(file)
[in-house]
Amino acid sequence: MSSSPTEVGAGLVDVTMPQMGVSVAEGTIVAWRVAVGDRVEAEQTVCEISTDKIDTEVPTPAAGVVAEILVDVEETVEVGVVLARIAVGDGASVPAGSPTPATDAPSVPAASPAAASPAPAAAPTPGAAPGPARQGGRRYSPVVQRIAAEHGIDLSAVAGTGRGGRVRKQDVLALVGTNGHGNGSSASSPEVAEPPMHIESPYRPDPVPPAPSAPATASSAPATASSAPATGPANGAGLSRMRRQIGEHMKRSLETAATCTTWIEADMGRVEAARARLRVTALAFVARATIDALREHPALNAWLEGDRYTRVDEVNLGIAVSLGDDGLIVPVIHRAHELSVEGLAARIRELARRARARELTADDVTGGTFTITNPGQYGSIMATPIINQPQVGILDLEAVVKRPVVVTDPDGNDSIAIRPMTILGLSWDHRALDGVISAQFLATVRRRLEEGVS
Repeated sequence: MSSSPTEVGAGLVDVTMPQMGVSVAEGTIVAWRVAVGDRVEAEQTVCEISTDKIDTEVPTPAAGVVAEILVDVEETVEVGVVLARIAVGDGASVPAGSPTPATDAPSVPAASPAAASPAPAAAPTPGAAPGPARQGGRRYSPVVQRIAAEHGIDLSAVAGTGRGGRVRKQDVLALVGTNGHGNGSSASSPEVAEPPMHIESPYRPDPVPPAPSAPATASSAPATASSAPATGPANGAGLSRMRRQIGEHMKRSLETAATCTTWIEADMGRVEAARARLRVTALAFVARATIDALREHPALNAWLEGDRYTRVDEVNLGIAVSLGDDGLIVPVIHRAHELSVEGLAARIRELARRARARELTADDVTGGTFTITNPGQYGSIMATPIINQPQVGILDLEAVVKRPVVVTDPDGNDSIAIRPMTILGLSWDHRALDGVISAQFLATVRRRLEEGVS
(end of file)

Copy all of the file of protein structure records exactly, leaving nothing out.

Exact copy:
[in-house]
Amino acid sequence: MSSSPTEVGAGLVDVTMPQMGVSVAEGTIVAWRVAVGDRVEAEQTVCEISTDKIDTEVPTPAAGVVAEILVDVEETVEVGVVLARIAVGDGASVPAGSPTPATDAPSVPAASPAAASPAPAAAPTPGAAPGPARQGGRRYSPVVQRIAAEHGIDLSAVAGTGRGGRVRKQDVLALVGTNGHGNGSSASSPEVAEPPMHIESPYRPDPVPPAPSAPATASSAPATASSAPATGPANGAGLSRMRRQIGEHMKRSLETAATCTTWIEADMGRVEAARARLRVTALAFVARATIDALREHPALNAWLEGDRYTRVDEVNLGIAVSLGDDGLIVPVIHRAHELSVEGLAARIRELARRARARELTADDVTGGTFTITNPGQYGSIMATPIINQPQVGILDLEAVVKRPVVVTDPDGNDSIAIRPMTILGLSWDHRALDGVISAQFLATVRRRLEEGVS
Repeated sequence: MSSSPTEVGAGLVDVTMPQMGVSVAEGTIVAWRVAVGDRVEAEQTVCEISTDKIDTEVPTPAAGVVAEILVDVEETVEVGVVLARIAVGDGASVPAGSPTPATDAPSVPAASPAAASPAPAAAPTPGAAPGPARQGGRRYSPVVQRIAAEHGIDLSAVAGTGRGGRVRKQDVLALVGTNGHGNGSSASSPEVAEPPMHIESPYRPDPVPPAPSAPATASSAPATASSAPATGPANGAGLSRMRRQIGEHMKRSLETAATCTTWIEADMGRVEAARARLRVTALAFVARATIDALREHPALNAWLEGDRYTRVDEVNLGIAVSLGDDGLIVPVIHRAHELSVEGLAARIRELARRARARELTADDVTGGTFTITNPGQYGSIMATPIINQPQVGILDLEAVVKRPVVVTDPDGNDSIAIRPMTILGLSWDHRALDGVISAQFLATVRRRLEEGVS